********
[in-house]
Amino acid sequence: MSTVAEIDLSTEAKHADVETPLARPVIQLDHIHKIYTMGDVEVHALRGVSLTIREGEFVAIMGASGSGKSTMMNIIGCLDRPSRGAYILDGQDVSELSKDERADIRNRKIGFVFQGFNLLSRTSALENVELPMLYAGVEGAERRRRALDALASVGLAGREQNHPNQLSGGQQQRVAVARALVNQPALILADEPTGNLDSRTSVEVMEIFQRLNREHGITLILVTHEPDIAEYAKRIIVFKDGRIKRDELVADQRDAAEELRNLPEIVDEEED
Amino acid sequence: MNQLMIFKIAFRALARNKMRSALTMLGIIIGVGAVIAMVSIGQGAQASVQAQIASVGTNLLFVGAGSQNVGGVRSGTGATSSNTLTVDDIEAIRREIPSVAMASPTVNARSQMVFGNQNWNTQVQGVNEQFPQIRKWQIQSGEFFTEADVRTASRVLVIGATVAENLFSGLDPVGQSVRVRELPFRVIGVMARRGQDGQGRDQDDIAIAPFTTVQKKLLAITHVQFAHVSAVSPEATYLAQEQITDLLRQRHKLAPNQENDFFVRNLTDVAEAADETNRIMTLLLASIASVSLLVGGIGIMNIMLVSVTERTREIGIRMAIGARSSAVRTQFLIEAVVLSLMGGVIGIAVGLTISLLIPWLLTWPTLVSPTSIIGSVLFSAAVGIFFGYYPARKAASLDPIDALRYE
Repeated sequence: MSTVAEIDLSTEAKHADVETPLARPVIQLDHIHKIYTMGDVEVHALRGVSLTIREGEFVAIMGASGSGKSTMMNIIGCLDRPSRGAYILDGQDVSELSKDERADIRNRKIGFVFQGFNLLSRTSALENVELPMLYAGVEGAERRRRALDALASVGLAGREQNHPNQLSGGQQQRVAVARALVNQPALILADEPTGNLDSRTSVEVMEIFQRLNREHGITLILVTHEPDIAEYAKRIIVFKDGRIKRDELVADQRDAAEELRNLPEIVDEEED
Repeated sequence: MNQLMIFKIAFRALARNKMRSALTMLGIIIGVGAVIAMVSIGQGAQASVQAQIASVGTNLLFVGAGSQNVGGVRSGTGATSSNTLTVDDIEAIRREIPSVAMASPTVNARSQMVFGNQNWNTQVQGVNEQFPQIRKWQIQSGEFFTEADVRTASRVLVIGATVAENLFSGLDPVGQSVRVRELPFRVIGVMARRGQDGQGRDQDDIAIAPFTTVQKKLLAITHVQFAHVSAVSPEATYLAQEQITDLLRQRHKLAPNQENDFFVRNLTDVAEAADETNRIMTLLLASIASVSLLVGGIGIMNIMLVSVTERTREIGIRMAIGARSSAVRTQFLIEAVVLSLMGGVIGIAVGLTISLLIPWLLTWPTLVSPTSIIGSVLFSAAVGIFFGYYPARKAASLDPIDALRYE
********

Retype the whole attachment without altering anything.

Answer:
[in-house]
Amino acid sequence: MSTVAEIDLSTEAKHADVETPLARPVIQLDHIHKIYTMGDVEVHALRGVSLTIREGEFVAIMGASGSGKSTMMNIIGCLDRPSRGAYILDGQDVSELSKDERADIRNRKIGFVFQGFNLLSRTSALENVELPMLYAGVEGAERRRRALDALASVGLAGREQNHPNQLSGGQQQRVAVARALVNQPALILADEPTGNLDSRTSVEVMEIFQRLNREHGITLILVTHEPDIAEYAKRIIVFKDGRIKRDELVADQRDAAEELRNLPEIVDEEED
Amino acid sequence: MNQLMIFKIAFRALARNKMRSALTMLGIIIGVGAVIAMVSIGQGAQASVQAQIASVGTNLLFVGAGSQNVGGVRSGTGATSSNTLTVDDIEAIRREIPSVAMASPTVNARSQMVFGNQNWNTQVQGVNEQFPQIRKWQIQSGEFFTEADVRTASRVLVIGATVAENLFSGLDPVGQSVRVRELPFRVIGVMARRGQDGQGRDQDDIAIAPFTTVQKKLLAITHVQFAHVSAVSPEATYLAQEQITDLLRQRHKLAPNQENDFFVRNLTDVAEAADETNRIMTLLLASIASVSLLVGGIGIMNIMLVSVTERTREIGIRMAIGARSSAVRTQFLIEAVVLSLMGGVIGIAVGLTISLLIPWLLTWPTLVSPTSIIGSVLFSAAVGIFFGYYPARKAASLDPIDALRYE
Repeated sequence: MSTVAEIDLSTEAKHADVETPLARPVIQLDHIHKIYTMGDVEVHALRGVSLTIREGEFVAIMGASGSGKSTMMNIIGCLDRPSRGAYILDGQDVSELSKDERADIRNRKIGFVFQGFNLLSRTSALENVELPMLYAGVEGAERRRRALDALASVGLAGREQNHPNQLSGGQQQRVAVARALVNQPALILADEPTGNLDSRTSVEVMEIFQRLNREHGITLILVTHEPDIAEYAKRIIVFKDGRIKRDELVADQRDAAEELRNLPEIVDEEED
Repeated sequence: MNQLMIFKIAFRALARNKMRSALTMLGIIIGVGAVIAMVSIGQGAQASVQAQIASVGTNLLFVGAGSQNVGGVRSGTGATSSNTLTVDDIEAIRREIPSVAMASPTVNARSQMVFGNQNWNTQVQGVNEQFPQIRKWQIQSGEFFTEADVRTASRVLVIGATVAENLFSGLDPVGQSVRVRELPFRVIGVMARRGQDGQGRDQDDIAIAPFTTVQKKLLAITHVQFAHVSAVSPEATYLAQEQITDLLRQRHKLAPNQENDFFVRNLTDVAEAADETNRIMTLLLASIASVSLLVGGIGIMNIMLVSVTERTREIGIRMAIGARSSAVRTQFLIEAVVLSLMGGVIGIAVGLTISLLIPWLLTWPTLVSPTSIIGSVLFSAAVGIFFGYYPARKAASLDPIDALRYE